I understand that this is very important to you

One of the texts on my “summer reading” list was “The Plague” (by Albert Camus). I had never read anything of Camus’ before, and I was stunned by his immense ability to explicate intricate details of human thought and behavior, and also very eloquently at that:

this attitude implies that such actions shine out as rare exceptions, while callousness and apathy are the general rule [1]

Albert Camus, “The Plague”

I am at a point right now, where I sense callousness and apathy from all sides, while I go under in a pool of bullshit as if I were sinking in quicksand.

One of my central missions, ideas and struggles over the past couple decades has been raising awareness for the illness I refer to as “retard media” (you would not be severely wrong to equate this with what many other people refer to as “social media”, but you would actually be largely wrong – for more on this, see my definition of “retard media”). Recently, Netflix published a documentary called “The Social Dilemma” – and this documentary echoes a lot of what I have been saying all along (except that the proposed solution is actually quite remarkably along the lines of “more of the same”).

More of the same bullshit: What a dismal outlook for humanity. I have said for many years already, that I am not at all proud of the species I apparently belong to.

Retard media is not the only catastrophic disaster happening in our world, but regretably it’s one most people don’t get — let alone do they realize that it is indeed a catastrophic disaster that works like a catalyst, a steroid to boost the power of humanity’s ignorance of other catastrophic disasters most humans seem very callous and apathetic towards. Boost the power! Boost the power of ignorance – that is what humanity has come to. I distinctly remember sitting on a sofa with my brother and sister, sometime in the last millennium, watching a weather report during a hurricane event. The weatherman was babbling on about some statistics, and then said something like “let’s see what our reporter out on the beach is experiencing” … and I commented “let’s go to the videotape” … and my bother completely cracked up. Of course kids today may have never even heard of the expression “let’s go to the videotape”, but there was an era of sportscasting highlights where this expression was as regular, ordinary and standard as greeting someone on the street with a “hello” or “good day”. Today, the expression shines out like a rare antiquity of a bygone era, but what remains standard is the monetization of the incredible, the sensationalist, the clickbait.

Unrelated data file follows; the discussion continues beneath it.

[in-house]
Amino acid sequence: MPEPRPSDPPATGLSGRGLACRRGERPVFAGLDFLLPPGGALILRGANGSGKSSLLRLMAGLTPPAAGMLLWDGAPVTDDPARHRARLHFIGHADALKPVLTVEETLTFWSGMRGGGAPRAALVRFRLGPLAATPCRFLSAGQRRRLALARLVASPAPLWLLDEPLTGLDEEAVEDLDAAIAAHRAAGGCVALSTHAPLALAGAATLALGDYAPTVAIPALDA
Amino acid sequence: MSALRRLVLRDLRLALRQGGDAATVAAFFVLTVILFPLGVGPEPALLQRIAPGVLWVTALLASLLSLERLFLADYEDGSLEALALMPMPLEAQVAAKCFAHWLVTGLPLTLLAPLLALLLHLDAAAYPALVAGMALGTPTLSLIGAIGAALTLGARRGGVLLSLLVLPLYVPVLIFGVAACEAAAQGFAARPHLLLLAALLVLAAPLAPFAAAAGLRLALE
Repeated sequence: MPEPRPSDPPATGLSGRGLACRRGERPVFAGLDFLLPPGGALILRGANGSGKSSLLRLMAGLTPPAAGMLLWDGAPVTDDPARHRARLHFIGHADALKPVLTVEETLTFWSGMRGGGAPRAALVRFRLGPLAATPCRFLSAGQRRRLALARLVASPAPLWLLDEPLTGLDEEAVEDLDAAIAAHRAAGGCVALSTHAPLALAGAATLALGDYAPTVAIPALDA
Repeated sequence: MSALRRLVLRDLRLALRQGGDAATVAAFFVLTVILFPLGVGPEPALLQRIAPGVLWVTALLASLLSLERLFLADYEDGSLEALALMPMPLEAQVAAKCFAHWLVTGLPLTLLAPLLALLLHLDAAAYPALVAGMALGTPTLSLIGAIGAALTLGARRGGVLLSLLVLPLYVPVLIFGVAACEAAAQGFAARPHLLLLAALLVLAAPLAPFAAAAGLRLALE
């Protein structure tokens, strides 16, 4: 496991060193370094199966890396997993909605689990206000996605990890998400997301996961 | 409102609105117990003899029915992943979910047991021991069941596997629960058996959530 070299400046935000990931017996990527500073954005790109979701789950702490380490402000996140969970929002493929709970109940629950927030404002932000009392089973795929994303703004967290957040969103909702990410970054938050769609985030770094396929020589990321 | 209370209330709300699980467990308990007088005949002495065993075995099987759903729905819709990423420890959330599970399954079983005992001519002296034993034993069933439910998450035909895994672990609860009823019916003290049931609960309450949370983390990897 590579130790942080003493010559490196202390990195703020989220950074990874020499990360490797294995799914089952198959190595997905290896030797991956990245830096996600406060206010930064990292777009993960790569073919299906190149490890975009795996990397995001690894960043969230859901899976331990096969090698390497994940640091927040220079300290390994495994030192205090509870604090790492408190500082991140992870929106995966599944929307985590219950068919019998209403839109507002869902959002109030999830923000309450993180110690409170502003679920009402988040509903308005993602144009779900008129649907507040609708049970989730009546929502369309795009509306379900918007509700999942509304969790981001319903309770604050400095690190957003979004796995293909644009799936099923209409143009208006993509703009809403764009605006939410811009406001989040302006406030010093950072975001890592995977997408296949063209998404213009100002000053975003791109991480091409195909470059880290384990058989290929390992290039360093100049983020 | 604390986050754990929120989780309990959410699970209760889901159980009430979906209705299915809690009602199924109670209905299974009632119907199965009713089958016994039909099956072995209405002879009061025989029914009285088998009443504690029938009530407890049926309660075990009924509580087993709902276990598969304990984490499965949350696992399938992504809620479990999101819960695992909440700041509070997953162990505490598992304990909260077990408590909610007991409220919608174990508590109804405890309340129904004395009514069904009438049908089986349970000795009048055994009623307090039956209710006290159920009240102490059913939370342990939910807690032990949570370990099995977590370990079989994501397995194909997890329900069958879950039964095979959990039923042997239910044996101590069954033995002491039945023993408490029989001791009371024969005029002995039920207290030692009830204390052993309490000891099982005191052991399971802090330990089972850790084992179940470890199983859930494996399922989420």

There’s a sucker born every minute” seems as steadfast today as the day P.T. Barnum was alleged to have said it, centuries ago.

This week, an online friend said / wrote to me (essentially – I have slightly changed the wording, in order to protect the privacy of my friend … but the meaning of the statement is, IMHO, still the same): “I understand that this is very important to you” — and added that this is simply not on their radar – not in the slightest (*). At first, I was very appreciative of their apparent empathy, but then on second (or maybe third) thought it slowly began to dawn on me what the significance of “to you” in this expression is (after all, following Zipf’s insights into the economics of expressions [in particular the one known as the “principle of least effort”], there must be something to motivate someone to express those two additional syllables which would alternatively seem superfluous). Also following Gricean maxims of implicature, it must be that “this” in the above expression is apparently deemed not important in the standard case.

Is that callous or apathetic? Or is it really just me?

(*) Here I would like to note that this perspective on my work is not at all a “rare exception”, but rather that it has been the incessantly repeated callousness and apathy I have come to know only too well, staring me in the face non-stop, day in and day out.
[1] The full paragraph reads (in English translation): “But the narrator is inclined to think that by attributing overimportance to praiseworthy actions one may, by implication, be paying indirect but potent homage to the worse side of human nature. For this attitude implies that such actions shine out as rare exceptions, while callousness and apathy are the general rule. The narrator does not share that view. The evil that is in the world always comes of ignorance, and good intentions may do as much harm as malevolence, if they lack understanding.”
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